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Dubuque County officials put recent training to test with derailment

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Photo credit: TH Media/Dave Kettering Photo credit: TH Media/Dave Kettering
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DUBUQUE COUNTY (KWWL) -

Kyle Mueller and two of his colleagues went to Colorado last year to learn how to respond to different railroad emergencies.

Last week, they passed that knowledge onto the rest of their department.  Their timing, though a bit delayed, seemed just about right.

"I guess it was fortunate, you could say, that we just talked about. And two weeks ago we had gotten training from the rail on the same stuff. So I guess you could say it was a coincidence, but a good coincidence," he said.

Mueller's training was paid for by a railroad company that sends a lot of cars, and hazardous material through Dubuque County everyday. 

It's partly in response to the number of accidents that happen each year.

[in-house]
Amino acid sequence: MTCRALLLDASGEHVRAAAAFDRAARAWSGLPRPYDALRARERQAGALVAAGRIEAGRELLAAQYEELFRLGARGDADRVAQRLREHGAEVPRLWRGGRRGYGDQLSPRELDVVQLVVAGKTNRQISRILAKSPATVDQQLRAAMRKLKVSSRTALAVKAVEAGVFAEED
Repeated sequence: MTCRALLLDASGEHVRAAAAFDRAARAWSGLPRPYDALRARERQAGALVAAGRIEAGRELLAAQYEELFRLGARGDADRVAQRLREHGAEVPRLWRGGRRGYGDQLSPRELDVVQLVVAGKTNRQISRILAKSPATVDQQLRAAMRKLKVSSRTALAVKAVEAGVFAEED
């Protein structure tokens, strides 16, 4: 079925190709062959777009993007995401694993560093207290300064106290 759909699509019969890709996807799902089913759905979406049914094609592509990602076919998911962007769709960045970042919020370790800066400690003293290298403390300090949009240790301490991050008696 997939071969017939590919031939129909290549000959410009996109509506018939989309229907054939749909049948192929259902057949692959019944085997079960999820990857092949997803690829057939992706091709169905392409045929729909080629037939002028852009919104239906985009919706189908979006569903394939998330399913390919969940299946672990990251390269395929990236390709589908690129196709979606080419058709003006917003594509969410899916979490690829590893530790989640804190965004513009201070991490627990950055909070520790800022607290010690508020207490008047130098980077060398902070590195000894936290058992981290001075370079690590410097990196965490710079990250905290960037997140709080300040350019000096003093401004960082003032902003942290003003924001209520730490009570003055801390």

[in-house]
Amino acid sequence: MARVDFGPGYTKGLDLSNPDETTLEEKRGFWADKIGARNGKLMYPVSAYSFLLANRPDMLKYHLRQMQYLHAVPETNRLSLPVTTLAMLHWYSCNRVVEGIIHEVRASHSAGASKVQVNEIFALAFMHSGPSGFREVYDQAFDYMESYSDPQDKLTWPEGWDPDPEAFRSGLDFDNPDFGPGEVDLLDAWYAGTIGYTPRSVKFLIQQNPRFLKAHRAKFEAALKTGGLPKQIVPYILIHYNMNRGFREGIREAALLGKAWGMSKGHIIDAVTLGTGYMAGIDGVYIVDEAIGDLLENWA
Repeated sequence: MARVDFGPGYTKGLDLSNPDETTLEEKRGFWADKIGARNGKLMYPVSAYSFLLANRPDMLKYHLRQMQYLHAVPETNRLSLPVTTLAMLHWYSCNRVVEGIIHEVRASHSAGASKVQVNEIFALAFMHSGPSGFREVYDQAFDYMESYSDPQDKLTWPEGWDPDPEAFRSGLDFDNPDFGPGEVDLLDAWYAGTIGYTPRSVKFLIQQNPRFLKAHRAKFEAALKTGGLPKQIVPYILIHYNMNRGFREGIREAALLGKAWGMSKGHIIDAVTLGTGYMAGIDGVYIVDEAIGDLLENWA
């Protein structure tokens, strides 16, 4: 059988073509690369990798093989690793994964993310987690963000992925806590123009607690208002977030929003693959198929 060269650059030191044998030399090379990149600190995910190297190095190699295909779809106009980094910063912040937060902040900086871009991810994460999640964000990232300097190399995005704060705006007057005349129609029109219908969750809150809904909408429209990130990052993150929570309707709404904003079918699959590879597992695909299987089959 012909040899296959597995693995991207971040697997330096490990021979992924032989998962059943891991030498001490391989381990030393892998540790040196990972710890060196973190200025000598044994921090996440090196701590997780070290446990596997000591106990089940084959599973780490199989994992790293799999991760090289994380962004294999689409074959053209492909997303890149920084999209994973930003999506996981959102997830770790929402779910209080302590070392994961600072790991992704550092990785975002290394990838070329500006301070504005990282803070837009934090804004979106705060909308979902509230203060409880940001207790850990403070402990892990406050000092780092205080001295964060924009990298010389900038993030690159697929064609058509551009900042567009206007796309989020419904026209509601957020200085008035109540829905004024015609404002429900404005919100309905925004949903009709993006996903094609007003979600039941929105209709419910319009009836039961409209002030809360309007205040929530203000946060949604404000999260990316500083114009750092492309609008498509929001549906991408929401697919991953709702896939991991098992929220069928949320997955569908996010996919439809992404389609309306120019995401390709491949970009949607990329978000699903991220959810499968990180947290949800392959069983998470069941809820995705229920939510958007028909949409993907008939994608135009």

According to the Federal Railroad Administration, there have been, on average, a little more that 1,300 derailments every year for the past five years.

That, coupled with the 1.7 million loads of hazardous material that are shipped via rail each year, and you have a potentially dangerous equation.

Mueller said a lot of the training covered what local agencies should do until the railroad companies can get to the scene.

"It's first like a scene size up. What do we have, what's going on, what products are involved. Obviously with this incident it was ethanol, so that's a big one. Finding out what's going on. What's leaking, and where that might be leaking into. And then what may be on fire," he said.

Mueller wasn't working the day the train derailed, but he has been up to the scene since then.  He said he's anxious to talk to those who responded to see how well the training worked.

Andy Cummings, media relations representative with Canadian Pacific, said the company is "very pleased" with Dubuque County's response to the derailment.

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